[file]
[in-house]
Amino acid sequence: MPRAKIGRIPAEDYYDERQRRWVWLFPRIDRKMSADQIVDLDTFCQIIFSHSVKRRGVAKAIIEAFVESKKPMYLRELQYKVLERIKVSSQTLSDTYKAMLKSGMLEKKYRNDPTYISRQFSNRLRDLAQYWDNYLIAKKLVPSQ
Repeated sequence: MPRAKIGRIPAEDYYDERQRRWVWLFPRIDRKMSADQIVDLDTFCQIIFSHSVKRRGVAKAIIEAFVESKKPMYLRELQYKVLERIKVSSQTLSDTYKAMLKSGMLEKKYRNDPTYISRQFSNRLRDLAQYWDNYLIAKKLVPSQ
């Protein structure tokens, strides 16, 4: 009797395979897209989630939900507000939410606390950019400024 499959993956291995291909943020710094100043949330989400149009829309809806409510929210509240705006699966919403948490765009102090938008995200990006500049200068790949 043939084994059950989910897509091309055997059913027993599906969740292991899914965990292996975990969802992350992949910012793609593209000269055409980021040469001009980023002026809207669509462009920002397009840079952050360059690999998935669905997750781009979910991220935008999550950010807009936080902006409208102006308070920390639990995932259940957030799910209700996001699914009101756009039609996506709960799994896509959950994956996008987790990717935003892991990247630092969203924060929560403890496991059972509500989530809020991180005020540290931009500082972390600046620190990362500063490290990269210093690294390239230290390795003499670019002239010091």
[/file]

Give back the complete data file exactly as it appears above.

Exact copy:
[in-house]
Amino acid sequence: MPRAKIGRIPAEDYYDERQRRWVWLFPRIDRKMSADQIVDLDTFCQIIFSHSVKRRGVAKAIIEAFVESKKPMYLRELQYKVLERIKVSSQTLSDTYKAMLKSGMLEKKYRNDPTYISRQFSNRLRDLAQYWDNYLIAKKLVPSQ
Repeated sequence: MPRAKIGRIPAEDYYDERQRRWVWLFPRIDRKMSADQIVDLDTFCQIIFSHSVKRRGVAKAIIEAFVESKKPMYLRELQYKVLERIKVSSQTLSDTYKAMLKSGMLEKKYRNDPTYISRQFSNRLRDLAQYWDNYLIAKKLVPSQ
């Protein structure tokens, strides 16, 4: 009797395979897209989630939900507000939410606390950019400024 499959993956291995291909943020710094100043949330989400149009829309809806409510929210509240705006699966919403948490765009102090938008995200990006500049200068790949 043939084994059950989910897509091309055997059913027993599906969740292991899914965990292996975990969802992350992949910012793609593209000269055409980021040469001009980023002026809207669509462009920002397009840079952050360059690999998935669905997750781009979910991220935008999550950010807009936080902006409208102006308070920390639990995932259940957030799910209700996001699914009101756009039609996506709960799994896509959950994956996008987790990717935003892991990247630092969203924060929560403890496991059972509500989530809020991180005020540290931009500082972390600046620190990362500063490290990269210093690294390239230290390795003499670019002239010091």